Gold Crown Adventure

joninnorfolk

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Silver Member
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a wd40 soak and scrub, on repeat, got the gunk off. I scraped some varnished soda or something off two of the dials with my pocket knife. I then painted the numerals with a tiny brush and model paint. I will touch up some paint again and clean them up. Second set just started their soak.

 

joninnorfolk

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Silver Member
An artist, I am not. The dial on the left, ( the one that look like it was painted by toddler), is the last to be done. It takes a lot of rubbing with a microfiber towel and scraping with the back of a knife blade, but the paint that's on top of the dial will come off.
 

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MitchAlsup

AzB Silver Member
Silver Member
An artist, I am not. The dial on the left, ( the one that look like it was painted by toddler), is the last to be done. It takes a lot of rubbing with a microfiber towel and scraping with the back of a knife blade, but the paint that's on top of the dial will come off.

What you need is access to a lathe. Chuck up the counter wheel and have at it with 800+ grit on the numbers.
{Although with a suitable arbor, you could do it on a drill}
 

tomatoshooter

Well-known member
An artist, I am not. The dial on the left, ( the one that look like it was painted by toddler), is the last to be done. It takes a lot of rubbing with a microfiber towel and scraping with the back of a knife blade, but the paint that's on top of the dial will come off.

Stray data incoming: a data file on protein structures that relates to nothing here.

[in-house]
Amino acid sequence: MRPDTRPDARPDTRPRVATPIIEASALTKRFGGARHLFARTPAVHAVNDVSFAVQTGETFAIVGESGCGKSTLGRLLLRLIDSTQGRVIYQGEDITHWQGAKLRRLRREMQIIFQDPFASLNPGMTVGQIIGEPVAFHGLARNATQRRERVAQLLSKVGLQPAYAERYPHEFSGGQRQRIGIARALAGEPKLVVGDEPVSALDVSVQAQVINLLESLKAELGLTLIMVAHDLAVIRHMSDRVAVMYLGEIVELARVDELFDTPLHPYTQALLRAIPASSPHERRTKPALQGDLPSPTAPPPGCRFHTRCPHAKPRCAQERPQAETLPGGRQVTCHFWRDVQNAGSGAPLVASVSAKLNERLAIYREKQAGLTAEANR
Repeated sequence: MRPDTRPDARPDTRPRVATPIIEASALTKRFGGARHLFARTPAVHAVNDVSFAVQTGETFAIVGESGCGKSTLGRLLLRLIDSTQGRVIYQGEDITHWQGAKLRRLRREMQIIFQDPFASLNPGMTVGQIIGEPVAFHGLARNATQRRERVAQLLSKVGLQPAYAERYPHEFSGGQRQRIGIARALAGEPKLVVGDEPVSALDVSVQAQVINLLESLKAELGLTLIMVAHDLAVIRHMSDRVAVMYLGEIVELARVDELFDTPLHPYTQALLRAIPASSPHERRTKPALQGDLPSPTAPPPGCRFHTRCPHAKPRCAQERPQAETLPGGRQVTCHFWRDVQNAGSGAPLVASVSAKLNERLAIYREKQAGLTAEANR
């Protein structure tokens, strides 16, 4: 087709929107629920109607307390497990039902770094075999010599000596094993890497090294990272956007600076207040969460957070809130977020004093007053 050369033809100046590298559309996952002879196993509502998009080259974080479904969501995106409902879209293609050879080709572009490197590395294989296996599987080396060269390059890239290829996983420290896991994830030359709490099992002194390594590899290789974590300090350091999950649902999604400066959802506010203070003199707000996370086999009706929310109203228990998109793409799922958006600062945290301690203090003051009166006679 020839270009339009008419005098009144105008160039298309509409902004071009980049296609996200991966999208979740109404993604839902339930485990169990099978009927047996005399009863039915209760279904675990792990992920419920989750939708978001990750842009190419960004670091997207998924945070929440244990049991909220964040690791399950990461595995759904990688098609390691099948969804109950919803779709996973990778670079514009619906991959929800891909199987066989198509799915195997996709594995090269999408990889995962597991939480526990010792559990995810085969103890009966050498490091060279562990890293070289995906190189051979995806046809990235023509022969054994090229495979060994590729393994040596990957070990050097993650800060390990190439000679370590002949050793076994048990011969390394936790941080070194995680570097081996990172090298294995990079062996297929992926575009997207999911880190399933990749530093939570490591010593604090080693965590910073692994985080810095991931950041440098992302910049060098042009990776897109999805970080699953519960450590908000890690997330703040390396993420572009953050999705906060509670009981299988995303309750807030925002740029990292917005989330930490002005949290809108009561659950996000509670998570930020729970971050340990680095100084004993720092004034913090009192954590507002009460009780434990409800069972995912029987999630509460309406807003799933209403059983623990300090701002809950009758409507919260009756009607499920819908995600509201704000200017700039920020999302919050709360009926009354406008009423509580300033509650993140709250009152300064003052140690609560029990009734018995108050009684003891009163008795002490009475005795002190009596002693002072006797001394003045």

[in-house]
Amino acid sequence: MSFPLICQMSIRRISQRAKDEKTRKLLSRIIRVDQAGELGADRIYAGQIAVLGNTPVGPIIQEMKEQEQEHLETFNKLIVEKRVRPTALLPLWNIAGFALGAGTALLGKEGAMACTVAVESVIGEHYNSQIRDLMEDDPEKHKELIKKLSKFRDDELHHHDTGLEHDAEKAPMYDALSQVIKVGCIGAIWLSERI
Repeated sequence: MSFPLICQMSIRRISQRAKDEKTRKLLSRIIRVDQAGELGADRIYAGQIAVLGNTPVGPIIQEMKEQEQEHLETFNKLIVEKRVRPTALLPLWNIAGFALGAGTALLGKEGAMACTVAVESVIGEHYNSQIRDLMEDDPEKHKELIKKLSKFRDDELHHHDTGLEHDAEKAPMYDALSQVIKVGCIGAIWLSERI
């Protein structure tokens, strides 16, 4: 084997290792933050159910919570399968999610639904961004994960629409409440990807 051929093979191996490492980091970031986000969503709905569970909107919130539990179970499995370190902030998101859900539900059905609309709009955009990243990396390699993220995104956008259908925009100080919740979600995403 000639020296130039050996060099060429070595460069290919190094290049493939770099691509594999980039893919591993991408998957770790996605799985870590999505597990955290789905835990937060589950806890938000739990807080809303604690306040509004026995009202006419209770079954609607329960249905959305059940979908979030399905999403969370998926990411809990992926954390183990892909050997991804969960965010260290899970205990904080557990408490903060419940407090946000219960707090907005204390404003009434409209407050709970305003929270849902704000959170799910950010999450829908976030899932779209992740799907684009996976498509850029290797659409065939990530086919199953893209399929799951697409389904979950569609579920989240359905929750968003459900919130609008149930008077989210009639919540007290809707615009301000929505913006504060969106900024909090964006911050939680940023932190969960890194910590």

A lot of my projects, you can see the learning curve go up and then the frustration curve bring it back down. It's fun watching your table come together!
 

sellingboe

Active member
Nice! Looks like an early GCI as evidenced by the figure 8 nut plates and long extrusions to attach the aprons to the rails. It looks like that table was only recovered 2=3 times in its life. How do the rail tops look? Metal name plate or plastic?
I just saw this and did not know fig 8 nut plate indicated an earlier version of the table. Can you give me that time frame and what they changed to afterwards? I gave up trying to figure out my table year awhile ago, but if it's possible I'd like to hone in a little better. Because the feet adjust I know it's at least after 1963. Thanks.
 

rexus31

AzB Silver Member
Silver Member
I just saw this and did not know fig 8 nut plate indicated an earlier version of the table. Can you give me that time frame and what they changed to afterwards? I gave up trying to figure out my table year awhile ago, but if it's possible I'd like to hone in a little better. Because the feet adjust I know it's at least after 1963. Thanks.
The timeline is uncertain. I'd estimate Brunswick went to the floating nut plate design around the late 60's. They still use the floating nut plate design today.
 
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